Every year around 50,000 ships pass the 31-kilometer-long strait between Europe and Asia Minor; including around 5,500 tankers. The passage has high navigational demands: a bend at Kandilli - the narrowest part of the Bosporus at 698 meters - requires a course change of 45 degrees; at Yeniköy it's even 80 degrees. Here, violent northerly winds can move the ships dangerously close to the Asian shore. In addition, aft currents of up to eight knots impair the flow to the rudder blades and thus the maneuverability. After a few accidents, the Turkish government therefore issued new safety regulations in 2002. Accordingly, ships longer than 200 meters are only allowed to operate during the day. Speed limits also apply. On a case-by-case basis, the district control centers order one-way traffic. "When a storm rages in the Black Sea, for example, the ships in the Bosporus are safer," says an employee of the Istanbul shipping agency Netship. "Then north-south traffic in the direction of the Mediterranean has the right of way." The authorities announce the direction blockages, which often apply for more than 12 hours, mostly at short notice. Waiting times at the entrances to the strait are then the result.
Sandra Golz, Berlin
The term brackish water is derived from mostly smaller lakes that arise after dike breaches as a result of storm surges. These lakes are called Bracks in Low German; its content as brackish water. The specialist literature knows several limit values for this mixture of salt and fresh water. Interestingly, the term is rarely found in any oceanographic textbook. Limnologists who study inland waters, on the other hand, do use the term. In 1958 the International Limnological Association organized a symposium in Venice and created the “Venice System”, a generally applicable classification for water. The term mixohalin refers to seawater with salt concentrations between 0.5 and 30 per thousand. The researchers gathered in Venice advocated avoiding the term brackish water because of its ambiguity. The Brockhaus, of course, cites exactly these limit values under the keyword brackish water. The “Venice System” has three intermediate stages of mixohaline water. Their average salt content between five and 18 parts per thousand is called mesohaline. These limit values are also used in a more recent textbook on limnology to define the term brackish water.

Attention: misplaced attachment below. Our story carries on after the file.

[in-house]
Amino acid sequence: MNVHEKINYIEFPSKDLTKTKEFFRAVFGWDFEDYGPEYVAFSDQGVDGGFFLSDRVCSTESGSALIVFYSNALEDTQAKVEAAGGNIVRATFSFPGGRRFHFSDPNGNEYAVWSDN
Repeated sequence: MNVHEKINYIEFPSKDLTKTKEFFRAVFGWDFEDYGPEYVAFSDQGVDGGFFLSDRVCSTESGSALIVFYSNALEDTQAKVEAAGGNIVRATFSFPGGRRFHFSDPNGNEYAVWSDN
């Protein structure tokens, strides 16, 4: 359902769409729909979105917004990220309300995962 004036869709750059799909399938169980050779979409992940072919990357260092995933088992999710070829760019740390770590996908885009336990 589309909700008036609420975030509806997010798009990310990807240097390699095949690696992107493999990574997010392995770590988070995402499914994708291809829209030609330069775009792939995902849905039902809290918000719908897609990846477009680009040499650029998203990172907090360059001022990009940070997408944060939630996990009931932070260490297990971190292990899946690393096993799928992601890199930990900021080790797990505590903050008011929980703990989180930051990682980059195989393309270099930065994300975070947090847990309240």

Bridge: front or back
Jannis Schneider, Paderborn
The engineer responsible for ship bridges at the Meyer shipyard in Papenburg, Hermann Hanneken, explains it this way: The captain and his officers must be able to see what is happening in front of their bow. The international shipping organization IMO has therefore stipulated that the water must be visible from the bridge no later than 500 meters or two ship lengths from the bow - whichever is shorter.
On a cruise ship, restaurants, cabins, and halls are often at the same level as the bridge. If this were at the stern, the captain would have a clear view of the pool, but not of what was happening in front of the bow. The front is clearly better visibility, but stormy waves can cause greater damage here. In the case of freighters, the bridge has therefore usually been at the rear, and their superstructures are usually lower, so this is possible. Bridge, crew and engine rooms form a compact area that ensures short distances and is well protected from waves. The captain also has a better eye on the cargo.
Professor Irminger from the Bremen University of Nautical Sciences adds that large car transporters often have the bridge at the bow in order to have a clear view despite the many parking decks. On the first container ship of the new generation with over 13,000 containers, the "Emma Maersk", the bridge is located about midships - at almost 400 meters, the stacked containers restrict the view very much.
Bernhard Löbermann, Augsburg, by email
Bulges in the bow drive up construction costs, mean more space and thus increase frictional resistance. However, it is worth calculating the total drag a ship must overcome. And a large part of this resistance is determined by the waves generated by the ship.
A well-designed bead changes the pressure distribution at the bow and has a positive effect on the height and position of the waves that arise there. It can also improve the flow to the propeller at the stern. The majority of merchant ships today have a bulbous bow.
But there are exceptions: on ships that travel very fast in relation to their size, dynamic buoyancy forces have a significant influence. Here the bulge would interfere. Sports motor boats, for example, therefore do not have a bulbous bow. In addition, each bead is individually designed and is only efficient in certain speed ranges. In most merchant ships, beads can reduce the total drag and thus the required propulsion power by a few percent. That saves fuel, several hundred tons a year for a large container ship.